Picture of UK Houses of Parliament

Leading national thinking on politics, government & public policy through Open Access research

Strathprints makes available scholarly Open Access content by researchers in the School of Government & Public Policy, based within the Faculty of Humanities & Social Sciences.

Research here is 1st in Scotland for research intensity and spans a wide range of domains. The Department of Politics demonstrates expertise in understanding parties, elections and public opinion, with additional emphases on political economy, institutions and international relations. This international angle is reflected in the European Policies Research Centre (EPRC) which conducts comparative research on public policy. Meanwhile, the Centre for Energy Policy provides independent expertise on energy, working across multidisciplinary groups to shape policy for a low carbon economy.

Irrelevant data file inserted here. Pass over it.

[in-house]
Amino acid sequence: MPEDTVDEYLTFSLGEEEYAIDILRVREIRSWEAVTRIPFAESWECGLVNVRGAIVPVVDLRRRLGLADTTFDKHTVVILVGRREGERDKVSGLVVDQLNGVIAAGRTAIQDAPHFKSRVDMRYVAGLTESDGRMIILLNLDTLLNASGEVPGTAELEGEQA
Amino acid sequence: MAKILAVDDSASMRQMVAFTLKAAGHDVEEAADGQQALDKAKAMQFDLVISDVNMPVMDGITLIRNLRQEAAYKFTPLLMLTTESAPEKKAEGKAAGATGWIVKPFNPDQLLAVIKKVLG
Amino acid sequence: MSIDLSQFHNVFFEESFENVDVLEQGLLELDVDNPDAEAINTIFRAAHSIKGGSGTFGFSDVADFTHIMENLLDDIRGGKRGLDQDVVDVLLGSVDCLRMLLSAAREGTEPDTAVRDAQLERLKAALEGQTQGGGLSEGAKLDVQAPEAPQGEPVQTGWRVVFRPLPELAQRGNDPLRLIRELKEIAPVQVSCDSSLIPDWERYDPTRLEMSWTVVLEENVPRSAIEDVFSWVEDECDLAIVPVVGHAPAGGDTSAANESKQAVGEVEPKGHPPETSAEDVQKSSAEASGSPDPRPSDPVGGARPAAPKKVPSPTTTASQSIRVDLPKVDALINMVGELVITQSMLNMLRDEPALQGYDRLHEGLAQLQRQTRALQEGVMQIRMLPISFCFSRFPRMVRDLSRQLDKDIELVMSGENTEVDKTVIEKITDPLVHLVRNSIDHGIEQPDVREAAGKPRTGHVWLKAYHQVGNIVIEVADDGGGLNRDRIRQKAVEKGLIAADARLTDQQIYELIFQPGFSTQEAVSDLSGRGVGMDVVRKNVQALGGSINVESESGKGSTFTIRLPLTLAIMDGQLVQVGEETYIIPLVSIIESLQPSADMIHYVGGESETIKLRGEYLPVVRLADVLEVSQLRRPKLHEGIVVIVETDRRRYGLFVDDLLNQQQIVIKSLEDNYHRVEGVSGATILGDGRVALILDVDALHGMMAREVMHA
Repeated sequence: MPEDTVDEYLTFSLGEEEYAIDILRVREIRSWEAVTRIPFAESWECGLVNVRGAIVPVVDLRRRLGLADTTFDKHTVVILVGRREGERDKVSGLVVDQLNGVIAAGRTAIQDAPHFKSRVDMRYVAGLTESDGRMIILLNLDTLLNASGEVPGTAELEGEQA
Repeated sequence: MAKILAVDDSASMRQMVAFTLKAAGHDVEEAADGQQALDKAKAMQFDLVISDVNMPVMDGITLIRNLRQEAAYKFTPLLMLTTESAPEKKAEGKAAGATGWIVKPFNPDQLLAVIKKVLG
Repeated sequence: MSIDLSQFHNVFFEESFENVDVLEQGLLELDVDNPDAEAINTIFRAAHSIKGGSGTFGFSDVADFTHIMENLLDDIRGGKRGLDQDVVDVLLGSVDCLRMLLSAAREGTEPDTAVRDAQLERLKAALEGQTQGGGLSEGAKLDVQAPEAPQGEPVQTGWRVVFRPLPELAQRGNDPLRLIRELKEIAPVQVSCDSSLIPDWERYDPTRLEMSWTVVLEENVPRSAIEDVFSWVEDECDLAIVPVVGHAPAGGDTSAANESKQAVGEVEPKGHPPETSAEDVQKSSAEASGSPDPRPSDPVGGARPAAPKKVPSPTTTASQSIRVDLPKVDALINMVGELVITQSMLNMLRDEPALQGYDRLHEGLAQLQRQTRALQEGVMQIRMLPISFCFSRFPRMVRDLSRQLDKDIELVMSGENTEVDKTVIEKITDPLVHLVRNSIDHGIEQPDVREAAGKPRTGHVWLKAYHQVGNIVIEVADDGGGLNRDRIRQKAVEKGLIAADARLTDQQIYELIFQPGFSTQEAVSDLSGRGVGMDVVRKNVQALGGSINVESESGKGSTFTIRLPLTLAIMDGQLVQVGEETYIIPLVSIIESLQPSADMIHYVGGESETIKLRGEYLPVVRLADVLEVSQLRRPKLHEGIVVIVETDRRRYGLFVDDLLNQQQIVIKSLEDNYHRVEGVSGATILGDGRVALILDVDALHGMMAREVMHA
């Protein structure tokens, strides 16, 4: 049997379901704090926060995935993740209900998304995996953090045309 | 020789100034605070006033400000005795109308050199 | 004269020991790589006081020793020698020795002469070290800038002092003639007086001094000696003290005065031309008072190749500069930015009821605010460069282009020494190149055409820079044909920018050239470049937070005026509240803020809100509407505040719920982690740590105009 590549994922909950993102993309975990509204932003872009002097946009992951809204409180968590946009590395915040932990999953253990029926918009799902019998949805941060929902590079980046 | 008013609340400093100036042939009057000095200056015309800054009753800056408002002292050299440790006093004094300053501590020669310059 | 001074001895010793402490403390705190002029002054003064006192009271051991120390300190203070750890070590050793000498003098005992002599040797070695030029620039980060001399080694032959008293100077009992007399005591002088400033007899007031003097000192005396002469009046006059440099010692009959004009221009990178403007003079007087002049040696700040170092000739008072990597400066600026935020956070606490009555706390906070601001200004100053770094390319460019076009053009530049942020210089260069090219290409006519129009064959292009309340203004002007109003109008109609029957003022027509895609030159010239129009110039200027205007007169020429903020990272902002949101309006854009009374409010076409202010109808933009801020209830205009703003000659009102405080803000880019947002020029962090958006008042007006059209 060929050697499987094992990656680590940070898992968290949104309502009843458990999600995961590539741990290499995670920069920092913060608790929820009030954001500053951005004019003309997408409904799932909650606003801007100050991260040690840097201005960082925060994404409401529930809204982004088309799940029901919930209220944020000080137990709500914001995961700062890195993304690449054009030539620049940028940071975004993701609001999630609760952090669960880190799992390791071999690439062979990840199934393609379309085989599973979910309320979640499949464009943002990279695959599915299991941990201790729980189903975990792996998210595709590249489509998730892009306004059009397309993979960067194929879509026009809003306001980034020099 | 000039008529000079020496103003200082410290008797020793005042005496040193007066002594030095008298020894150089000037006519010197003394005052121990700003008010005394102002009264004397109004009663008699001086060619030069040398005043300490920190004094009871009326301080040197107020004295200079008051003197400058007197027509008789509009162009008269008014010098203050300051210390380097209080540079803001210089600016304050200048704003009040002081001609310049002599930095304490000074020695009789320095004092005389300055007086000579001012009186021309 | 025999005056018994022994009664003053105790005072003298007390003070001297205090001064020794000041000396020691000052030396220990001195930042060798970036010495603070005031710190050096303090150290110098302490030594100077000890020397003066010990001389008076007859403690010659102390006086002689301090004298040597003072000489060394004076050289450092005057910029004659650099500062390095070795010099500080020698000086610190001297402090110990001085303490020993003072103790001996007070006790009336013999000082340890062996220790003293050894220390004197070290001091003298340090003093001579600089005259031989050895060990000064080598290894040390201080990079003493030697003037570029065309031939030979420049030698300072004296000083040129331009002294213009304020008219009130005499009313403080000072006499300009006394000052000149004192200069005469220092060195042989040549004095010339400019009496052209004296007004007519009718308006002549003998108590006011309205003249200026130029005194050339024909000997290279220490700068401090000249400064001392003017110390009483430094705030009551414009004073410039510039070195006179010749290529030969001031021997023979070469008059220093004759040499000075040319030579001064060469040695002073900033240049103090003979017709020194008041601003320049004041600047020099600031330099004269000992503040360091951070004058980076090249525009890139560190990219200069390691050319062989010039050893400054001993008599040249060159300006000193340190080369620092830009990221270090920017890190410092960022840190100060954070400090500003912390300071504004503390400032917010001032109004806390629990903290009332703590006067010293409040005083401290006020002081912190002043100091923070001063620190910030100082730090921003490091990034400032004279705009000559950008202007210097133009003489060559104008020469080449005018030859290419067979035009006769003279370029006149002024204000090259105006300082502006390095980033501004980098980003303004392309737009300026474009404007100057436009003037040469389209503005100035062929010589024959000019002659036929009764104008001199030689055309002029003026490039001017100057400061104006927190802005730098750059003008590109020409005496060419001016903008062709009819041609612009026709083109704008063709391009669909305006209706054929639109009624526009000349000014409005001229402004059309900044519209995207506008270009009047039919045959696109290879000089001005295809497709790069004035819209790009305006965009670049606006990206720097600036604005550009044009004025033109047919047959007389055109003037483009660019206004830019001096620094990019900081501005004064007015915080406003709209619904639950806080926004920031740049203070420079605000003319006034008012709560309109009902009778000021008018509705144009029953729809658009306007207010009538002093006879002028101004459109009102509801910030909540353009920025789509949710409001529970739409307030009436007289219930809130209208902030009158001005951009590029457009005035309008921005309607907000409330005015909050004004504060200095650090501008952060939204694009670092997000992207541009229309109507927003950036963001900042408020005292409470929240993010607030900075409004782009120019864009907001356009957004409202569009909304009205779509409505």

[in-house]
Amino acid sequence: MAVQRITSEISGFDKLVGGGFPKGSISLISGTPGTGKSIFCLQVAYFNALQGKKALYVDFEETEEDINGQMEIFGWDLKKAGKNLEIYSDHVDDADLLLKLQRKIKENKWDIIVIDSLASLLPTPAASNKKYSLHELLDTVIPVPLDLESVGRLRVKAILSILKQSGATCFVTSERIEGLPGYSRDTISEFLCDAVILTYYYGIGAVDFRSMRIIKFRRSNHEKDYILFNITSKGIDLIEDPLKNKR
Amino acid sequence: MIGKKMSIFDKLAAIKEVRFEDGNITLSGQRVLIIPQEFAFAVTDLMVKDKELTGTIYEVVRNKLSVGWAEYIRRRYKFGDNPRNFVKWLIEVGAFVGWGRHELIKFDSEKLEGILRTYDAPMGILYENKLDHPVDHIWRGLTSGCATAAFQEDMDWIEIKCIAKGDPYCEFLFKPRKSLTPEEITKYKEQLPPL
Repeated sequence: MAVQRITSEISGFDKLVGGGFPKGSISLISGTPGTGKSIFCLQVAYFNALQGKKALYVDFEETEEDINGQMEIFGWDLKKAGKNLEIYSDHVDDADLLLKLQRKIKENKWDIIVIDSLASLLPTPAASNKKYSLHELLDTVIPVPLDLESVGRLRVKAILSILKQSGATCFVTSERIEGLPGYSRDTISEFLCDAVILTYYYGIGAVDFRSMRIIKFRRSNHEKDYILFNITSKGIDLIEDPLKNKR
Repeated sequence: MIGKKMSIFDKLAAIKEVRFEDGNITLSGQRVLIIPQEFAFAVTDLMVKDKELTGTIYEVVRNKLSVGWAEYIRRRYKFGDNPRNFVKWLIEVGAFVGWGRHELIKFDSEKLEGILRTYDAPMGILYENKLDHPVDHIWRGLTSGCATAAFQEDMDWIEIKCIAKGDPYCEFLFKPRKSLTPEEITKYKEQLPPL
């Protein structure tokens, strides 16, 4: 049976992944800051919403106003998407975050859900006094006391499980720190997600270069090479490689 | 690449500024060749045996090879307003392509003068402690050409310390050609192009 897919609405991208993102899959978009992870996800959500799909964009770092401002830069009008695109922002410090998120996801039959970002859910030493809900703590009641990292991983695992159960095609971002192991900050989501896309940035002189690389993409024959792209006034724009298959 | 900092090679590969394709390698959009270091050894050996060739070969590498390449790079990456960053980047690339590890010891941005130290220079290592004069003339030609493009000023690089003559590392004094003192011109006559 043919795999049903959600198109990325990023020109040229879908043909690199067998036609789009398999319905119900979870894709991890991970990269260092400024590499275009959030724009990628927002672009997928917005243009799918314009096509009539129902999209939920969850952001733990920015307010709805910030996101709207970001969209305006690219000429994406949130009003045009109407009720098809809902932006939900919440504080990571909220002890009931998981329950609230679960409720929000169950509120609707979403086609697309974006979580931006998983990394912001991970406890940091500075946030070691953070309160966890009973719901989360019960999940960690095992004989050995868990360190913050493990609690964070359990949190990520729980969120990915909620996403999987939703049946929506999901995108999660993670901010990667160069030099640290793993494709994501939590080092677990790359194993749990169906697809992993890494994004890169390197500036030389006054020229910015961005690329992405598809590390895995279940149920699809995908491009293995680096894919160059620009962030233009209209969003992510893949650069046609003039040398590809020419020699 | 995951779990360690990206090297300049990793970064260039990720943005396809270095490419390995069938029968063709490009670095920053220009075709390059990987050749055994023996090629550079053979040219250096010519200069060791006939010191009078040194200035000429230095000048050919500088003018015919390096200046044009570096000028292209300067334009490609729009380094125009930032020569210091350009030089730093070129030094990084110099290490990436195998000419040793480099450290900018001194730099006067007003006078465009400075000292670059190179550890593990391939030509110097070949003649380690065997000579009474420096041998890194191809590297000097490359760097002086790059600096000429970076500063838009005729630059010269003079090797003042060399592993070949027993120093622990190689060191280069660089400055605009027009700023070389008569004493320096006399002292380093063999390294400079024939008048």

Explore the Open Access research of the School of Government & Public Policy. Or explore all of Strathclyde's Open Access research...

Cytogenetics and gene discovery in psychiatric disorders

Pickard, B S and Millar, J K and Porteous, D J and Muir, W J and Blackwood, D H R (2005) Cytogenetics and gene discovery in psychiatric disorders. Pharmacogenomics Journal, 5. pp. 81-88. ISSN 1470-269X

Full text not available in this repository.Request a copy from the Strathclyde author

Abstract

The disruption of genes by balanced translocations and other rare germline chromosomal abnormalities has played an important part in the discovery of many common Mendelian disorder genes, somatic oncogenes and tumour supressors. A search of published literature has identified 15 genes whose genomic sequences are directly disrupted by translocation breakpoints in individuals with neuropsychiatric illness. In these cases, it is reasonable to hypothesise that haploinsufficiency is a major factor contributing to illness. These findings suggest that the predicted polygenic nature of psychiatric illness may not represent the complete picture; genes of large individual effect appear to exist. Cytogenetic events may provide important insights into neurochemical pathways and cellular processes critical for the development of complex psychiatric phenotypes in the population at large.